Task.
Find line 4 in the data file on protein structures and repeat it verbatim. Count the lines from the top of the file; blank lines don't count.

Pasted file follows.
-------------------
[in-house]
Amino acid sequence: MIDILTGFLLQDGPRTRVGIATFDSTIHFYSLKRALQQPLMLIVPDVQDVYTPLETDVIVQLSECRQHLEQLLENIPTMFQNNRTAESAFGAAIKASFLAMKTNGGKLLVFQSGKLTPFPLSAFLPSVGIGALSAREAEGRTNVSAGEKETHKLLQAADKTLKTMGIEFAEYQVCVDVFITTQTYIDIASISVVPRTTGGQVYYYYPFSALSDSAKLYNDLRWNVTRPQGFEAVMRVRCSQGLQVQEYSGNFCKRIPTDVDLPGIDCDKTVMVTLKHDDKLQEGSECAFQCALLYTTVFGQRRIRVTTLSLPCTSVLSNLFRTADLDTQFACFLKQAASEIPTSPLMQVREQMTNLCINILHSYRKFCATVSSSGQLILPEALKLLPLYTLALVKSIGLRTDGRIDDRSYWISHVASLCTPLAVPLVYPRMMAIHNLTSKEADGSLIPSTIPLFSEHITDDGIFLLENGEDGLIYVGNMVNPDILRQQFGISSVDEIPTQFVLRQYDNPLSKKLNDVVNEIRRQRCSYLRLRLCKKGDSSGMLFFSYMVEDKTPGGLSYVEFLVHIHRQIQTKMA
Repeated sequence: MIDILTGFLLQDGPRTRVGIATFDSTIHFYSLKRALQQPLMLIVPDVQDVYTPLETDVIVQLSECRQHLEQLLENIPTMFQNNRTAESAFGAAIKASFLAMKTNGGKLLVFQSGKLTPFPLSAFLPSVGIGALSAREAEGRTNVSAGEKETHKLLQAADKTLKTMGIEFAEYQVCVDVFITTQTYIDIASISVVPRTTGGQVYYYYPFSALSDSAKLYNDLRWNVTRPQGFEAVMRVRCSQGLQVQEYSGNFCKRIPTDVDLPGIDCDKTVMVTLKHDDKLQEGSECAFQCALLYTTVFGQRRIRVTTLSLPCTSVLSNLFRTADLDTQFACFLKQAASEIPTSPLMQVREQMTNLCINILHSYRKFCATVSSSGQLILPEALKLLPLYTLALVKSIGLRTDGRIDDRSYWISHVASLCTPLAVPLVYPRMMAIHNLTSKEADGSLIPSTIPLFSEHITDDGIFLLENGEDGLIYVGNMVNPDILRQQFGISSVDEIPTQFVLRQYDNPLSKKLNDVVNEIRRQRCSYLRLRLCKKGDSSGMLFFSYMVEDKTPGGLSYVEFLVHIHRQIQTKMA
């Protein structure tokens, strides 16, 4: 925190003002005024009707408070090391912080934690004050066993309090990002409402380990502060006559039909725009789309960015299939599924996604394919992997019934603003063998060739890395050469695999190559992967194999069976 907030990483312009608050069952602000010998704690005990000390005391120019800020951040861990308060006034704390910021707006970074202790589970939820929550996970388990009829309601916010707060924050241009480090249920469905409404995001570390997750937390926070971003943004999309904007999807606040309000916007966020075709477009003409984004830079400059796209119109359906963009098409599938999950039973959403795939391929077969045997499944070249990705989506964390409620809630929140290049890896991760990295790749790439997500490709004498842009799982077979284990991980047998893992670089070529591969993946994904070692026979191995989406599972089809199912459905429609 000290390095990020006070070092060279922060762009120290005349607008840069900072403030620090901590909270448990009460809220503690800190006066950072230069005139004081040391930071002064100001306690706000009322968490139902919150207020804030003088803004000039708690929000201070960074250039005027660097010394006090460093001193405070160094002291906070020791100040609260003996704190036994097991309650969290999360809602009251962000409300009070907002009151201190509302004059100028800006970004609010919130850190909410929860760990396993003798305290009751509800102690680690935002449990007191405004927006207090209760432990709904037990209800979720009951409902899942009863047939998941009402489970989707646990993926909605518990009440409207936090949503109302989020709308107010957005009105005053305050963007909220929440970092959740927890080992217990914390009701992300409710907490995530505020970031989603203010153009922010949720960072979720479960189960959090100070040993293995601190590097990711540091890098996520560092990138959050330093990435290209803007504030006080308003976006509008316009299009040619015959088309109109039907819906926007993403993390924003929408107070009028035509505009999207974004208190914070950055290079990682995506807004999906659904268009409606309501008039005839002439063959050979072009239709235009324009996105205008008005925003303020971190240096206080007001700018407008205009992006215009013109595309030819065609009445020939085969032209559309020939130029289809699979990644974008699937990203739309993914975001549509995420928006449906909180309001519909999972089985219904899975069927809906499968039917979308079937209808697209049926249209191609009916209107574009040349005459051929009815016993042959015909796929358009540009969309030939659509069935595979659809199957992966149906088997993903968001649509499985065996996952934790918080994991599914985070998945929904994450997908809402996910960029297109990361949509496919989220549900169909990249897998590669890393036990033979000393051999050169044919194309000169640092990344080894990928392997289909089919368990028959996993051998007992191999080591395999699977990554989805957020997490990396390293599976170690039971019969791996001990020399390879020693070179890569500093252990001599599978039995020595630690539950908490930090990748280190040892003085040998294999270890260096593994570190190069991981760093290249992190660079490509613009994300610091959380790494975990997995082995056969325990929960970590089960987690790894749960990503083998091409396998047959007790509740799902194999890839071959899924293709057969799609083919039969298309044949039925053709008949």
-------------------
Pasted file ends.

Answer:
């Protein structure tokens, strides 16, 4: 925190003002005024009707408070090391912080934690004050066993309090990002409402380990502060006559039909725009789309960015299939599924996604394919992997019934603003063998060739890395050469695999190559992967194999069976 907030990483312009608050069952602000010998704690005990000390005391120019800020951040861990308060006034704390910021707006970074202790589970939820929550996970388990009829309601916010707060924050241009480090249920469905409404995001570390997750937390926070971003943004999309904007999807606040309000916007966020075709477009003409984004830079400059796209119109359906963009098409599938999950039973959403795939391929077969045997499944070249990705989506964390409620809630929140290049890896991760990295790749790439997500490709004498842009799982077979284990991980047998893992670089070529591969993946994904070692026979191995989406599972089809199912459905429609 000290390095990020006070070092060279922060762009120290005349607008840069900072403030620090901590909270448990009460809220503690800190006066950072230069005139004081040391930071002064100001306690706000009322968490139902919150207020804030003088803004000039708690929000201070960074250039005027660097010394006090460093001193405070160094002291906070020791100040609260003996704190036994097991309650969290999360809602009251962000409300009070907002009151201190509302004059100028800006970004609010919130850190909410929860760990396993003798305290009751509800102690680690935002449990007191405004927006207090209760432990709904037990209800979720009951409902899942009863047939998941009402489970989707646990993926909605518990009440409207936090949503109302989020709308107010957005009105005053305050963007909220929440970092959740927890080992217990914390009701992300409710907490995530505020970031989603203010153009922010949720960072979720479960189960959090100070040993293995601190590097990711540091890098996520560092990138959050330093990435290209803007504030006080308003976006509008316009299009040619015959088309109109039907819906926007993403993390924003929408107070009028035509505009999207974004208190914070950055290079990682995506807004999906659904268009409606309501008039005839002439063959050979072009239709235009324009996105205008008005925003303020971190240096206080007001700018407008205009992006215009013109595309030819065609009445020939085969032209559309020939130029289809699979990644974008699937990203739309993914975001549509995420928006449906909180309001519909999972089985219904899975069927809906499968039917979308079937209808697209049926249209191609009916209107574009040349005459051929009815016993042959015909796929358009540009969309030939659509069935595979659809199957992966149906088997993903968001649509499985065996996952934790918080994991599914985070998945929904994450997908809402996910960029297109990361949509496919989220549900169909990249897998590669890393036990033979000393051999050169044919194309000169640092990344080894990928392997289909089919368990028959996993051998007992191999080591395999699977990554989805957020997490990396390293599976170690039971019969791996001990020399390879020693070179890569500093252990001599599978039995020595630690539950908490930090990748280190040892003085040998294999270890260096593994570190190069991981760093290249992190660079490509613009994300610091959380790494975990997995082995056969325990929960970590089960987690790894749960990503083998091409396998047959007790509740799902194999890839071959899924293709057969799609083919039969298309044949039925053709008949």